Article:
New Mexico Department of Agriculture

Pecan weevil affects residential pecan trees

 For Immediate Release: January 27, 2017

Contact: Shelby Herrera

575-646-3007 office

 

(LAS CRUCES, N.M.) – The New Mexico Department of Agriculture recognizes that a small number of residential pecan trees are being affected by pecan weevil in four eastern New Mexico cities.  Pecan weevil is a significant insect pest of pecan and is not recognized as being established in New Mexico commercial orchards.

New Mexico Department of Agriculture and New Mexico State University’s Cooperative Extension Service recognize the economic importance of the pecan industry to the region and the negative impact that pecan weevil will have on the industry. Over the past 10 years, both organizations have cooperated on annual surveys and outreach programs as part of an early detection and eradication approach to prevent pecan weevil establishment in the western region.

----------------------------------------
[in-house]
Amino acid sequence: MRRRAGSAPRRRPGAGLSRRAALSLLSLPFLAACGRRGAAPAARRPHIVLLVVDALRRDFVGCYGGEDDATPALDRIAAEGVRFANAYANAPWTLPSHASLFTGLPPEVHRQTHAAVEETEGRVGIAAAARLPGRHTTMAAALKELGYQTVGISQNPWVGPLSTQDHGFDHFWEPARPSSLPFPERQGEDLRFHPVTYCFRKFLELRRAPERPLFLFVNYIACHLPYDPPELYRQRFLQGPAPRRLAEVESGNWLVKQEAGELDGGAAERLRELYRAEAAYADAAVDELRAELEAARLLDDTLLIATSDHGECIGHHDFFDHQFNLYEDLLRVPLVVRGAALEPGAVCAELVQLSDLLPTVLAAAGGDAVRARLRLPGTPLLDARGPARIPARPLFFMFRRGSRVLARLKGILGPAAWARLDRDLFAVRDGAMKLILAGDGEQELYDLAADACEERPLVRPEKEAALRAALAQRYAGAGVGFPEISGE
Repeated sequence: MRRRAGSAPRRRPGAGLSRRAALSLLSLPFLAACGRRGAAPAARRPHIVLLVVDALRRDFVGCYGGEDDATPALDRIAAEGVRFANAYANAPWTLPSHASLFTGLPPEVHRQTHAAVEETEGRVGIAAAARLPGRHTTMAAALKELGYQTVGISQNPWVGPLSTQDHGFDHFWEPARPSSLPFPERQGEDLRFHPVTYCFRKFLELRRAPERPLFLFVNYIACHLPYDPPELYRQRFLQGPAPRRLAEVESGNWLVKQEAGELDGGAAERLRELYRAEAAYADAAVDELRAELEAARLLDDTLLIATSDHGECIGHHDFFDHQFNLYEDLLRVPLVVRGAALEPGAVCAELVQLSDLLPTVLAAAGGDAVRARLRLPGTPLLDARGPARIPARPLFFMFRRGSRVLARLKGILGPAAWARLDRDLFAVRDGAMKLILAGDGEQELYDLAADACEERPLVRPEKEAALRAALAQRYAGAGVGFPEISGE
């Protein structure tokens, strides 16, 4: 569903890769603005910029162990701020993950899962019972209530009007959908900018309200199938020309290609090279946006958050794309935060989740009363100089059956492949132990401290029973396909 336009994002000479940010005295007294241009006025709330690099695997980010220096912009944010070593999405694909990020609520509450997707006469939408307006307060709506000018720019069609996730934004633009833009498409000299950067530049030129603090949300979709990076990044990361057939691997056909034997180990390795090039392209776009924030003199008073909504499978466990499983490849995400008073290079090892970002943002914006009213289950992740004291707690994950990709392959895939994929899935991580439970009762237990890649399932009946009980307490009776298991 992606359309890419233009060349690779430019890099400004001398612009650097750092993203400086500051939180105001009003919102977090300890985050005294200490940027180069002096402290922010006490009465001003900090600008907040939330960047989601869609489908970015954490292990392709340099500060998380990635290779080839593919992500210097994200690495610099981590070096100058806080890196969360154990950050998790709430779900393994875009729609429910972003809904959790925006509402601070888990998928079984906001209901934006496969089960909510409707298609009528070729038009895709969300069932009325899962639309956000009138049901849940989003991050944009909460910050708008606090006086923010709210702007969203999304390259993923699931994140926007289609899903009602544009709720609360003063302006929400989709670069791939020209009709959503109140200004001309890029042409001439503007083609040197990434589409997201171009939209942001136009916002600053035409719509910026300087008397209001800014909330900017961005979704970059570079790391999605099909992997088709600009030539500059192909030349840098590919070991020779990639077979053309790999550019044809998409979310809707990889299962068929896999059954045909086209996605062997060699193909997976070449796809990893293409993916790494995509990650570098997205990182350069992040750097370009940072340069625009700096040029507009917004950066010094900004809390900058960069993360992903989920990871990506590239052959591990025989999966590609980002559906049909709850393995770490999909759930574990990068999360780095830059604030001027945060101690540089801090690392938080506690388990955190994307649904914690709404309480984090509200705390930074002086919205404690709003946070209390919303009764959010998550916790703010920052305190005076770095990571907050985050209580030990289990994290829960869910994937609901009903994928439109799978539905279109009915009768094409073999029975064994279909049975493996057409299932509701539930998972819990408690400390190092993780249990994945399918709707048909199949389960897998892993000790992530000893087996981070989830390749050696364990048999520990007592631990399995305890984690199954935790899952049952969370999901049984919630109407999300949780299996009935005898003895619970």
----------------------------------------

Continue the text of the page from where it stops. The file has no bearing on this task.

Recently pecan weevil has been identified in one residential tree in Clovis and one residential tree in Roswell. Additional pecan trees were identified with pecan weevil in Artesia and Hobbs.

As a result of the recent pecan weevil findings, the New Mexico Department of Agriculture has implemented a sixty-day quarantine effective January 27, 2017. To limit the spread of pecan weevil from infested residential trees to commercial orchards, movement of pecans produced within the city limits of Clovis, Roswell, Hobbs, and Artesia are restricted. This restriction requires a certificate from the New Mexico Department of Agriculture stating specific pecans meet one or more of the following requirements: